The reason for doubt is that Flavius refers to Jesus in certain ways that he would not have since he was particularly unsympathetic towards Jesus and the early Christian movement (4). Rather, that Flavius even referred to Jesus and events surrounding him was simply down to him wishing to convey real history as it happened; history concerning Jewish rebels, governors, and troublemakers in general. So, his use of words such as “Messiah,” or that there were “a thousand marvels” about Jesus, for example, suggests interpolation by a Christian who had a high view of Jesus. And since Flavius did not believe Jesus was the Messiah he would not have referred to him as being more than a man, “About this time there lived Jesus, a wise man, if indeed one ought to call him a man.” As an informative commentary expounds, “It is impossible that this passage is entirely genuine. It is highly unlikely that Josephus, a believing Jew working under Romans, would have written, “He was the Messiah.” This would make him suspect of treason, but nowhere else is there an indication that he was a Christian” (5). We also know from Origen that Flavius was not a Christian.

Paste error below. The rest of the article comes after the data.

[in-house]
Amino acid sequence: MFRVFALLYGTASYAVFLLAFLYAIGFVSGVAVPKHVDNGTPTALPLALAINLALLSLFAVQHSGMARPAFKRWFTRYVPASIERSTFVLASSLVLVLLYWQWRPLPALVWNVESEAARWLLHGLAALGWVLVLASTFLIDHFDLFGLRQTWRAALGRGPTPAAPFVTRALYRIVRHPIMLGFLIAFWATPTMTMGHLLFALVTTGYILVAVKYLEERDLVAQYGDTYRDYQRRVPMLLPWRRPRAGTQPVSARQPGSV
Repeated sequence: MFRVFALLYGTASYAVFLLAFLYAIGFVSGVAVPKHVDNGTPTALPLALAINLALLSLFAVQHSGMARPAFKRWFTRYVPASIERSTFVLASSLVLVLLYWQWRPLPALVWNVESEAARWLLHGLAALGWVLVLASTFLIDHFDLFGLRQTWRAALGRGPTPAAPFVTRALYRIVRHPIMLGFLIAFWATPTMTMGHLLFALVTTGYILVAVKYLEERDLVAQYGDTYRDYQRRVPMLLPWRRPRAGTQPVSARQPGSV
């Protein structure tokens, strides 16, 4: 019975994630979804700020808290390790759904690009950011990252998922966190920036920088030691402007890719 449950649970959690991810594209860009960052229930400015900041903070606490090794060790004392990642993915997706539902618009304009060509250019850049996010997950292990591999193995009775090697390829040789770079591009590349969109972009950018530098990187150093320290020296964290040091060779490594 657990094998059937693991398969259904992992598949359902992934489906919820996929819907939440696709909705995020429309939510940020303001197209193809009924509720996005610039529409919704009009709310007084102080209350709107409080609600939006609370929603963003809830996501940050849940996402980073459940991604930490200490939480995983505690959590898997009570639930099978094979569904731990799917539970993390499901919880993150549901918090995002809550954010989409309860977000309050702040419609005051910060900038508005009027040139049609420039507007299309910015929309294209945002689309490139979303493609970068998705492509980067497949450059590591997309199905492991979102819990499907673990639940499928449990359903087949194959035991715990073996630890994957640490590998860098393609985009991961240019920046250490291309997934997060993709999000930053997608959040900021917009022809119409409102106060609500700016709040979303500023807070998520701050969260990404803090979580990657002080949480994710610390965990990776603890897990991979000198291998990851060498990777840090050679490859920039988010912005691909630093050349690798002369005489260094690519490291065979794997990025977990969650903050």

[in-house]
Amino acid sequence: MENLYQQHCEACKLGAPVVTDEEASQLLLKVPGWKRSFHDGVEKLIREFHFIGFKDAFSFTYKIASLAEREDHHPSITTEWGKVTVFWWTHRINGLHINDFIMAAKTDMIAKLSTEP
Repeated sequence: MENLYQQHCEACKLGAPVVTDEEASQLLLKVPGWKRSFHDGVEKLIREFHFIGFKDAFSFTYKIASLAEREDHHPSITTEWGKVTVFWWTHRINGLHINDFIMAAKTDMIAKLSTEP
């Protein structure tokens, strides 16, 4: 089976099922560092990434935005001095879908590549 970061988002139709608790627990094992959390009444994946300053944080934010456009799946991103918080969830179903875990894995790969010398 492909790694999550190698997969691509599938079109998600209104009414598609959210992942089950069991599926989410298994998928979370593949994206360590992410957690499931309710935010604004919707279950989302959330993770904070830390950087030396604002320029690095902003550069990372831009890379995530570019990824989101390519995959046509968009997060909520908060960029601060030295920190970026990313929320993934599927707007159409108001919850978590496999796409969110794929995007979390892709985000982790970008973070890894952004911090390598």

Another commonly identified reason for doubt concerns a use of terminology that is not characteristic of Flavius. For example, Steve Mason, a biblical historian of the Graeco-Roman period, says that “the word translated “worker” in the phrase “worker of incredible deeds” is poietes in Greek, from which we get “poet.” Etymologically, it means “one who does” and so it can refer to any sort of “doer.” But in Josephus’ day it had already come to have special reference to literary poets, and that is how he consistently uses it elsewhere (nine times) – to speak of Greek poets like Homer… Notice further that the phrase “they did not cease” has to be completed by the translator, for it is left incomplete in the text; the action which his followers ceased must be understood from the preceding phrase. This is as peculiar in Greek as it is in English, and such a construction is not found elsewhere in Josephus’ writing. Again, the phrase “the tribe of the Christians” is peculiar. Josephus uses the word “tribe” (phyle) eleven other times. Once it denotes “gender,” and once a “swarm” of locusts, but usually signfies distinct people, races, or nationalities: the Jews are a “tribe” (War 3.354; 7.327) as are the Taurians (War 2.366) and Parthians (War 2.379). It is very strange that Josephus should speak of the Christians as a distinct racial group, since he has just said that Jesus was a Jew condemned by Jewish leaders” (6).